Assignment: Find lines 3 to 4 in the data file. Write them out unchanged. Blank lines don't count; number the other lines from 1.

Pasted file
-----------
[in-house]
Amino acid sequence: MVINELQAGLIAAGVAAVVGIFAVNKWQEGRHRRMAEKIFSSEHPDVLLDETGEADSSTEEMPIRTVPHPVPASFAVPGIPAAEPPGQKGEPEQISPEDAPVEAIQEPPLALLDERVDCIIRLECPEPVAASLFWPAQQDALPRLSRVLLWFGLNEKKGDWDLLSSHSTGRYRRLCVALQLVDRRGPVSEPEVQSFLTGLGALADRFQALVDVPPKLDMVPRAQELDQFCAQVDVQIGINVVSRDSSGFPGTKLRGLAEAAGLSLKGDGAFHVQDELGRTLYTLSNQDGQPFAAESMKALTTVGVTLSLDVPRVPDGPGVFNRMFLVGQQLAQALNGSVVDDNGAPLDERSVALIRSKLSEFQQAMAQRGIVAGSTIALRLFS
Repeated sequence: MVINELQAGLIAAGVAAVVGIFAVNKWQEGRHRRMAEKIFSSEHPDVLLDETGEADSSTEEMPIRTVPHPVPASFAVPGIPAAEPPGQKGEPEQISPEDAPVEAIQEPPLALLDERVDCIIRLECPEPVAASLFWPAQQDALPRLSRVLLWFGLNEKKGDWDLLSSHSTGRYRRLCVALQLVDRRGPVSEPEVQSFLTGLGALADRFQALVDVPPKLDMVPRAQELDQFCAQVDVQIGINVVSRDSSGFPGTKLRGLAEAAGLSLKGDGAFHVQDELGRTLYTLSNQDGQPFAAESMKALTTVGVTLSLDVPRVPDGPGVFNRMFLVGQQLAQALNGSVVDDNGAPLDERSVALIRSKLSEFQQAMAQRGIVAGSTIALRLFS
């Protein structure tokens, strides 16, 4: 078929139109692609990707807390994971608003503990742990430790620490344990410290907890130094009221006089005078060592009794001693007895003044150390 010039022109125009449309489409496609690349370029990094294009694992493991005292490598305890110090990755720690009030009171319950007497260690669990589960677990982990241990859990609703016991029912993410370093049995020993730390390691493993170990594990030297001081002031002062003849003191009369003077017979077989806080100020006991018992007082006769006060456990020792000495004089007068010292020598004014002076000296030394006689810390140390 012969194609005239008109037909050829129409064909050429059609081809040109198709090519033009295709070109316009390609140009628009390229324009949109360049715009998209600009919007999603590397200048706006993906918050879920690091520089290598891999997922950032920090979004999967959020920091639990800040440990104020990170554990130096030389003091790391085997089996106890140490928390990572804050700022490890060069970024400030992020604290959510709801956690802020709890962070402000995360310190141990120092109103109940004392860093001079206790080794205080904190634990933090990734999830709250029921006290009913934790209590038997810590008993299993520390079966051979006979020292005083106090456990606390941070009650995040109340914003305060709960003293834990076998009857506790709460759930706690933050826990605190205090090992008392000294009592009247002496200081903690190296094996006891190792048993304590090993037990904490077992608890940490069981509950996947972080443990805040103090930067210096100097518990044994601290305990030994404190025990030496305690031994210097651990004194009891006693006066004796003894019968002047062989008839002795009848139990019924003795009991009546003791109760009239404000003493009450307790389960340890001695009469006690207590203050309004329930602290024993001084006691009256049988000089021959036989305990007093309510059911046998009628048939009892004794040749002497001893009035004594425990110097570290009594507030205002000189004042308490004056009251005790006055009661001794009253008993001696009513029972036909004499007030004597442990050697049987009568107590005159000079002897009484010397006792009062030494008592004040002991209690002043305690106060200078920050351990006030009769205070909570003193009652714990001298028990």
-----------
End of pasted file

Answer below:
Repeated sequence: MVINELQAGLIAAGVAAVVGIFAVNKWQEGRHRRMAEKIFSSEHPDVLLDETGEADSSTEEMPIRTVPHPVPASFAVPGIPAAEPPGQKGEPEQISPEDAPVEAIQEPPLALLDERVDCIIRLECPEPVAASLFWPAQQDALPRLSRVLLWFGLNEKKGDWDLLSSHSTGRYRRLCVALQLVDRRGPVSEPEVQSFLTGLGALADRFQALVDVPPKLDMVPRAQELDQFCAQVDVQIGINVVSRDSSGFPGTKLRGLAEAAGLSLKGDGAFHVQDELGRTLYTLSNQDGQPFAAESMKALTTVGVTLSLDVPRVPDGPGVFNRMFLVGQQLAQALNGSVVDDNGAPLDERSVALIRSKLSEFQQAMAQRGIVAGSTIALRLFS
């Protein structure tokens, strides 16, 4: 078929139109692609990707807390994971608003503990742990430790620490344990410290907890130094009221006089005078060592009794001693007895003044150390 010039022109125009449309489409496609690349370029990094294009694992493991005292490598305890110090990755720690009030009171319950007497260690669990589960677990982990241990859990609703016991029912993410370093049995020993730390390691493993170990594990030297001081002031002062003849003191009369003077017979077989806080100020006991018992007082006769006060456990020792000495004089007068010292020598004014002076000296030394006689810390140390 012969194609005239008109037909050829129409064909050429059609081809040109198709090519033009295709070109316009390609140009628009390229324009949109360049715009998209600009919007999603590397200048706006993906918050879920690091520089290598891999997922950032920090979004999967959020920091639990800040440990104020990170554990130096030389003091790391085997089996106890140490928390990572804050700022490890060069970024400030992020604290959510709801956690802020709890962070402000995360310190141990120092109103109940004392860093001079206790080794205080904190634990933090990734999830709250029921006290009913934790209590038997810590008993299993520390079966051979006979020292005083106090456990606390941070009650995040109340914003305060709960003293834990076998009857506790709460759930706690933050826990605190205090090992008392000294009592009247002496200081903690190296094996006891190792048993304590090993037990904490077992608890940490069981509950996947972080443990805040103090930067210096100097518990044994601290305990030994404190025990030496305690031994210097651990004194009891006693006066004796003894019968002047062989008839002795009848139990019924003795009991009546003791109760009239404000003493009450307790389960340890001695009469006690207590203050309004329930602290024993001084006691009256049988000089021959036989305990007093309510059911046998009628048939009892004794040749002497001893009035004594425990110097570290009594507030205002000189004042308490004056009251005790006055009661001794009253008993001696009513029972036909004499007030004597442990050697049987009568107590005159000079002897009484010397006792009062030494008592004040002991209690002043305690106060200078920050351990006030009769205070909570003193009652714990001298028990």